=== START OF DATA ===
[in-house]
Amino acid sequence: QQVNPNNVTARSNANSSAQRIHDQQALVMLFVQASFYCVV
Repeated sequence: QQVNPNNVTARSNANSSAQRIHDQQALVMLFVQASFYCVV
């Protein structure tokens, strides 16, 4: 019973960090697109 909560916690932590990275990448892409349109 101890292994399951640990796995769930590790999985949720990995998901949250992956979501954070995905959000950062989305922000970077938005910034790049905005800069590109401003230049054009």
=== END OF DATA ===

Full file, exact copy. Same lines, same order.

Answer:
[in-house]
Amino acid sequence: QQVNPNNVTARSNANSSAQRIHDQQALVMLFVQASFYCVV
Repeated sequence: QQVNPNNVTARSNANSSAQRIHDQQALVMLFVQASFYCVV
């Protein structure tokens, strides 16, 4: 019973960090697109 909560916690932590990275990448892409349109 101890292994399951640990796995769930590790999985949720990995998901949250992956979501954070995905959000950062989305922000970077938005910034790049905005800069590109401003230049054009």